By: Cindy Sui
HONG KONG — As tough as action film star Michelle Yeoh is, it still might have been hard for her to clinch the best actress Oscar and become the first Asian woman to win the coveted award in its 95-year history—if everything hadn’t fallen into place.
Besides her hard work and talent, Yeoh’s history-making win Sunday is a culmination of many forces, according to film experts and critics.
First, Hong Kong’s film industry made her a well-known star in Asia long before Hollywood noticed her.
“I think her Hong Kong experience definitely is crucial to her latest success,” Timmy Chen (陳智廷), director of the Hong Kong Film Critics Society, said of the Malaysia-born Yeoh, commenting that there were few opportunities for Chinese actors in Malaysia's Malay-dominated film industry at the time.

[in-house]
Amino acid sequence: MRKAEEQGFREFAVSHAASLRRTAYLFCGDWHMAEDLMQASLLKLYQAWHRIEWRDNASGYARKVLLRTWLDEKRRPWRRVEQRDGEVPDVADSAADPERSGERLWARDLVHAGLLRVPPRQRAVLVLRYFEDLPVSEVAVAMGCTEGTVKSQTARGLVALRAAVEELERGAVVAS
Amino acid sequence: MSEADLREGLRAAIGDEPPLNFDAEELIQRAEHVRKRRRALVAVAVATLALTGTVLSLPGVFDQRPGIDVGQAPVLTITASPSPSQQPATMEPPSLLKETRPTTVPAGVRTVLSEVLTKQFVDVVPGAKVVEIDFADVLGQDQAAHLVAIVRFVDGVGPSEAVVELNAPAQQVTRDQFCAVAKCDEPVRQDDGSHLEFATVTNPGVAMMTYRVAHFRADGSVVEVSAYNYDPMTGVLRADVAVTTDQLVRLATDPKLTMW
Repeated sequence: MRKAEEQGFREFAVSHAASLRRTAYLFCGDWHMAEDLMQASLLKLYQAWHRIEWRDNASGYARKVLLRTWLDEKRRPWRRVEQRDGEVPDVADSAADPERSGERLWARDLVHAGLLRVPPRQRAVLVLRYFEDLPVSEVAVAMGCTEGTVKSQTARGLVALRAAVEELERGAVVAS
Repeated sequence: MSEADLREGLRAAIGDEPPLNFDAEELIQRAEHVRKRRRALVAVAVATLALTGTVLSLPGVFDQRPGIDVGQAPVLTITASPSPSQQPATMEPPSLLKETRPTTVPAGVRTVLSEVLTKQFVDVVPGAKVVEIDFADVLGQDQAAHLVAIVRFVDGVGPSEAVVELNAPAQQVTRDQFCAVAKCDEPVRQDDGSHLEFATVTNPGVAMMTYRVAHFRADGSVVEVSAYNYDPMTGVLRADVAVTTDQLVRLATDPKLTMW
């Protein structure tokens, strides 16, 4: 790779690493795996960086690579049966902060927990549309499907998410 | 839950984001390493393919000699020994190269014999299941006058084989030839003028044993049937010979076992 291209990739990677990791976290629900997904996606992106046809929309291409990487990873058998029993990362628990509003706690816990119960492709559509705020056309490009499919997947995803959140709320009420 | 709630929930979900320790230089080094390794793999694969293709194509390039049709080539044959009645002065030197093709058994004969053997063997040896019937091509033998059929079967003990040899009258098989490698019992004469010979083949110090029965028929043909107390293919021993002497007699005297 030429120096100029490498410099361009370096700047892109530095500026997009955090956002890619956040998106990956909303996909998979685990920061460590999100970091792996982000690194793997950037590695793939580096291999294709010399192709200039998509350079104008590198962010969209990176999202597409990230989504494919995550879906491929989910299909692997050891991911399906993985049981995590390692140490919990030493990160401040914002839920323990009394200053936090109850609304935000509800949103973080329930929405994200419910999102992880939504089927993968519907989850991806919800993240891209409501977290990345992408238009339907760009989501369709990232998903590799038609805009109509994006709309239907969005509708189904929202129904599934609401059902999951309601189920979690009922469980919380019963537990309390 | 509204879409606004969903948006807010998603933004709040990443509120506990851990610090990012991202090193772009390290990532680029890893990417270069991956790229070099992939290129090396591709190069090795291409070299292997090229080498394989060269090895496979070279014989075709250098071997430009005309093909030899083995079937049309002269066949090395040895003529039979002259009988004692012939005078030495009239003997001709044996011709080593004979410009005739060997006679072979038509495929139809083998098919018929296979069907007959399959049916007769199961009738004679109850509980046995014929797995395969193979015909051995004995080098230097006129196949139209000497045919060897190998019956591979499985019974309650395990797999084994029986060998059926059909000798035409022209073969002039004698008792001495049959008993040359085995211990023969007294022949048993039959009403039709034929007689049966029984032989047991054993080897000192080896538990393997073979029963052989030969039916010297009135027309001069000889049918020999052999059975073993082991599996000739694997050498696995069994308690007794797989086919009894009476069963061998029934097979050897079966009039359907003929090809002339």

Hong Kong cinema cast her in many action and martial arts films -- from Yes, Madam to Police Story 3: Super Cop -- nurturing her acting and fighting skills, which enabled her to land the role as a Bond girl in the 1997 James Bond film Tomorrow Never Dies, her first Hollywood film.
Yeoh also benefited from trailblazing Asian-American directors who boldly made films with an Asian theme and cast her in them, including Ang Lee’s Crouching Tiger, Hidden Dragon and Jon Chu’s box office hit Crazy Rich Asians, both of which boosted her fame.
The success of Yeoh, her co-star Vietnamese American Ke Huy Quan -- who became only the second Asian to win an Oscar for best supporting actor -- and their film Everything Everywhere All at Once, which won seven awards including best picture and director, is part of a growing trend in the past few years of “trans-Pacific” Asian directors producing works that are popular not only in Asia, but also the United States, says Jason Coe, an assistant professor at Hong Kong Baptist University’s (HKBU) Academy of Film. (KB/VOA)